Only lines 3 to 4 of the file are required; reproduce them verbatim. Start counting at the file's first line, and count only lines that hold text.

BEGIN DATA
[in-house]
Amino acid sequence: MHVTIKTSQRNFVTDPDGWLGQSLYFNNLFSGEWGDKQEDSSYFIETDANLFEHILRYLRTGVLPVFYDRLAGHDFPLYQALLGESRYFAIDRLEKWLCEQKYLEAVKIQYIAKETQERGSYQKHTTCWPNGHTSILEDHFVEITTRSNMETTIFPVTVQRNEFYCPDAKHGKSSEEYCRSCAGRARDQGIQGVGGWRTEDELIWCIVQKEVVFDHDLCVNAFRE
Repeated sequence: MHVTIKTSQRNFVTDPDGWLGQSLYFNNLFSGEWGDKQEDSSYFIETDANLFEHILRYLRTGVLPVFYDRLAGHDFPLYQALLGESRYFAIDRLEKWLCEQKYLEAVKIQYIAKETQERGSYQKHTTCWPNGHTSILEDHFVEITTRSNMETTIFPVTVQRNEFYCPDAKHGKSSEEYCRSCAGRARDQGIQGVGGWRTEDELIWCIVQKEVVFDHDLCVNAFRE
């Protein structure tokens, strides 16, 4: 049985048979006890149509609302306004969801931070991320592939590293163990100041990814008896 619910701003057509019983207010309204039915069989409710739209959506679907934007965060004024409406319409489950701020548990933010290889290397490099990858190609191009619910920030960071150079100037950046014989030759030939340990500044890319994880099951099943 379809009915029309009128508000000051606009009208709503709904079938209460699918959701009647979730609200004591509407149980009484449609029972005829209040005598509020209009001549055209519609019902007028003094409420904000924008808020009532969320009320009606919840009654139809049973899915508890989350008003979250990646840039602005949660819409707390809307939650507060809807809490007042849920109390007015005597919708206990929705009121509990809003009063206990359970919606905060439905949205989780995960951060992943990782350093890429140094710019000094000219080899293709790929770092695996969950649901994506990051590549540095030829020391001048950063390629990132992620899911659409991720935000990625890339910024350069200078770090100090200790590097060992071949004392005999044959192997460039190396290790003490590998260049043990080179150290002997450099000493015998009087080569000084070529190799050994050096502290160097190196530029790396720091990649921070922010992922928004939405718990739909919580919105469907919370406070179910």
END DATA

Repeated sequence: MHVTIKTSQRNFVTDPDGWLGQSLYFNNLFSGEWGDKQEDSSYFIETDANLFEHILRYLRTGVLPVFYDRLAGHDFPLYQALLGESRYFAIDRLEKWLCEQKYLEAVKIQYIAKETQERGSYQKHTTCWPNGHTSILEDHFVEITTRSNMETTIFPVTVQRNEFYCPDAKHGKSSEEYCRSCAGRARDQGIQGVGGWRTEDELIWCIVQKEVVFDHDLCVNAFRE
């Protein structure tokens, strides 16, 4: 049985048979006890149509609302306004969801931070991320592939590293163990100041990814008896 619910701003057509019983207010309204039915069989409710739209959506679907934007965060004024409406319409489950701020548990933010290889290397490099990858190609191009619910920030960071150079100037950046014989030759030939340990500044890319994880099951099943 379809009915029309009128508000000051606009009208709503709904079938209460699918959701009647979730609200004591509407149980009484449609029972005829209040005598509020209009001549055209519609019902007028003094409420904000924008808020009532969320009320009606919840009654139809049973899915508890989350008003979250990646840039602005949660819409707390809307939650507060809807809490007042849920109390007015005597919708206990929705009121509990809003009063206990359970919606905060439905949205989780995960951060992943990782350093890429140094710019000094000219080899293709790929770092695996969950649901994506990051590549540095030829020391001048950063390629990132992620899911659409991720935000990625890339910024350069200078770090100090200790590097060992071949004392005999044959192997460039190396290790003490590998260049043990080179150290002997450099000493015998009087080569000084070529190799050994050096502290160097190196530029790396720091990649921070922010992922928004939405718990739909919580919105469907919370406070179910």